UBB (Usage Based Billing / “Metered Internet”) is a hot topic right now, with many Canadians angry over the failures of CRTC and the subsequent forced price hike of the internet, even when using small competing ISPs.
There were arguments about online games (Steam):
Thanks to UBB, I can no longer use Steam in Canada thanks to your ridiculously low caps provided by my ISP. This is total bullshit as I am now forced to use a brick and mortar store to purchase my pc titles rather than committing a little under half of my bandwidth to downloading one new game title.
I’m in the US military and my wife’s Canadian. During my last deployment, one of the easiest ways for her and I to keep in contact while she finished up her University degree in Ontario was webcam. She had Roger’s internet and they’ve had this bullshit implemented for some time. So, she had some crap 25 Gb max rate and we hit that most every goddamn month just trying to stay in contact. (Yes, in hindsight we should have switched and whatever. That was then, this is now)
And of course many arguments over economic impact on consumers:
I’m about to lose an extra $200 a year just because some large corporate giant says so: Recently, Bell Canada has had the Canadian Radio-television Telecommunications Commission (CRTC) make a decision that aims to take more money out of the pockets of Canadian consumers and ruin online services that are competitors to Bell Canada.
A quick video intro to what’s happening: Strombo Talks About The Impending Metered Internet
And many many more arguments about why metered internet is a bad idea. Here, I’ll talk about how Usage Based Billing will disrupt (in a bad way) Computer Science education, innovation, and as a result, the software industry.
– Coffee shops (traditionally hubs for exchange of ideas and birth place of innovations) will no longer be able to offer free wifi, in a fear of punitive per-GB charges. The stereotypical image of the next Silicon Valley entrepreneur starting a company out of a coffee shop will vanish, and with that a pool of innovation.
– Students will be limited in exposure to new technology. Proposed 25 GB download caps are just too small. Software downloads can take up a large chunk of the allowed quota: iPhone SDK is 3.5 GB, the latest version of Linux (Ubuntu) is 0.7 GB (plus all of the updates!). Tinkering with new types of operating systems and making applications for one’s phone is the inspiration that’s necessary to get students interested in the pursuit of technological education, but such can easily hit the allowed bandwidth cap, and will likely be discouraged in low-income households.
– Online learning resources will take a hit. TED.com is an amazing resource that delivers ideas that are persuasive, ingenious, inspiring, and informative. Of course video streams quickly add up to the bandwidth caps. Schools have just started moving towards the internet to better teach the material, but now rich media (videos, interactive applications, etc) will likely be reconsidered, in other to keep the resources equally available to all students.
– The Cloud is the bleeding edge of technological innovation. As companies like Amazon, Google, and Microsoft innovate new ways of thinking about communications, data, and computer resources; Canadians are getting locked just to their local machines. If we can’t backup our data (Dropbox) and stream music (Pandora), then we are not in an environment where we can create such companies.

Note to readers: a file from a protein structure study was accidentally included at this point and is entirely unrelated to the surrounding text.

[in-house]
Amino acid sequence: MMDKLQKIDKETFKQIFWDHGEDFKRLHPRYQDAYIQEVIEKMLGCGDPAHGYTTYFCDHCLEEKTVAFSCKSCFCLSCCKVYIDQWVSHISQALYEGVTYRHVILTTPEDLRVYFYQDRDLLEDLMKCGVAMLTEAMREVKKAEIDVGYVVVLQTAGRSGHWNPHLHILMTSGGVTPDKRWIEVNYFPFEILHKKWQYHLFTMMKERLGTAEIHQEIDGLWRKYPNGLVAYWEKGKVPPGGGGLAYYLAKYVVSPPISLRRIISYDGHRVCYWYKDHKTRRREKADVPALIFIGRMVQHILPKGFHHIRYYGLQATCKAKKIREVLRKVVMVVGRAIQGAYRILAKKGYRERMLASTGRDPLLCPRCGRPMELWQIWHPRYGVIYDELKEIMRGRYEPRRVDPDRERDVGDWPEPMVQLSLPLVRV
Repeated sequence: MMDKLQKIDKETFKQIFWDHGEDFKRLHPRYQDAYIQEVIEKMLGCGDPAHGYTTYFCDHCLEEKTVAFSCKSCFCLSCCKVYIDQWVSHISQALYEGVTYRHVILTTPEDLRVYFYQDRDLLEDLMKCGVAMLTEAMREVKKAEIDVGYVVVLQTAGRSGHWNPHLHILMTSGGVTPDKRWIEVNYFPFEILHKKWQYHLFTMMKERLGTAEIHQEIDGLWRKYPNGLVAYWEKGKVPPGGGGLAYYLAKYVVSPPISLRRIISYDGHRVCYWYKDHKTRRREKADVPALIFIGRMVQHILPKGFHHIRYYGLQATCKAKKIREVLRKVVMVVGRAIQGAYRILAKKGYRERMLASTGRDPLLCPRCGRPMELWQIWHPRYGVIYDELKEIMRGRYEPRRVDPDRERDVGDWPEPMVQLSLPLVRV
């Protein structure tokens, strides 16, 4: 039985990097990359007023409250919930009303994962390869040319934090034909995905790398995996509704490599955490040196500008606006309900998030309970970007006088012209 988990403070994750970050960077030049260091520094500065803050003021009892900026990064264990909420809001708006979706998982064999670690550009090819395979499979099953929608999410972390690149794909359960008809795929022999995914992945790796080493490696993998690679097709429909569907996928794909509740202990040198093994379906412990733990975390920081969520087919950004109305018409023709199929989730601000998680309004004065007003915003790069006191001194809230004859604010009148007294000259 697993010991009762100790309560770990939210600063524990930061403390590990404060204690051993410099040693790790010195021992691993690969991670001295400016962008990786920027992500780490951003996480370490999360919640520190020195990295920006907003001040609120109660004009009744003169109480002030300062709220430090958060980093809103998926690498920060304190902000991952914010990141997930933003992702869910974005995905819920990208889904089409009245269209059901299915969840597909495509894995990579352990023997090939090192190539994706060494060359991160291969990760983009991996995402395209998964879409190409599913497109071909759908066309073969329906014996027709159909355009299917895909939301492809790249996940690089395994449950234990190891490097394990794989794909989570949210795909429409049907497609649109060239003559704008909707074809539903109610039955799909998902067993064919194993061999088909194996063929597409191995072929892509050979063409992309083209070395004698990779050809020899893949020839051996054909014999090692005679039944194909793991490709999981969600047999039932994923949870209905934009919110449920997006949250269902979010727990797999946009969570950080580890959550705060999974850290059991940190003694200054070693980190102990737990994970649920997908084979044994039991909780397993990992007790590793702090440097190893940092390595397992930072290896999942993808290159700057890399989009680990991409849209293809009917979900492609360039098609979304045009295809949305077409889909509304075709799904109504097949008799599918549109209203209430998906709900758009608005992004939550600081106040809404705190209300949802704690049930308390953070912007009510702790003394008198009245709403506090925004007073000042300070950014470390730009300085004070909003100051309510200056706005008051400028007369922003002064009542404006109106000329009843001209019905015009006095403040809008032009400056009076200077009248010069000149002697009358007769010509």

– Limit of research with large datasets. The Netflix Prize is the first that comes to mind where open experimenting lead to development of better technology. Twitter offers even larger data streams, offering insights into everything from geopolitics to the stock market. A Canadian example would be the the Goldcorp Challenge, when in 2000 Goldcorp has released its geological data to the world in an attempt to save a gold mine in Red Lake, Ontario from closing. Many submissions came in, including those from students. The mine ended up finding over $6 billion (that’s billion with a B) worth of gold. Open access to large datasets has clear impact on innovation that results in new technology, insights, and creation of resources. There’s more data than ever available on the internet now, but exploration of such will be discouraged with metered bandwidth fees.
– Similar to research on large data sets, contributing to distributed scientific research will become discouraged as well. Folding@home is a distributed computing platform, researching diseases “such as Alzheimer’s, ALS, Huntington’s, Parkinson’s disease, and many Cancers”. Bandwidth caps will discourage contributions to this and similar research models.
The initial counter argument might be: “just pay more to get as much access as before”, but this is not that simple. Price-conscious University students will start second-guessing if they should explore their innovative ideas, when data consumption is met with punitive fees. High schools students often have limited say over the connections in their household, and low-income families might get into a conflict between providing an open learning environment and paying extra costs.
It’s clear that telecommunications companies such as Bell and Rogers fear technological innovations that was brought by Skype, YouTube, and Netflix; but pricing such innovations out of the market will have a far greater impact on the environment that allowed for such innovations (and many many more) to be developed in the first place.
What can you do? http://www.reddit.com/r/canada/ is our battleground; a lot of information and ideas are posted and discussed there. Excellent list of actions one I take. Sign the petition. Attend a rally in downtown Toronto. Let everybody else know how this change will affect them. Join the discussions: @OpenMedia_ca, @ubbtor.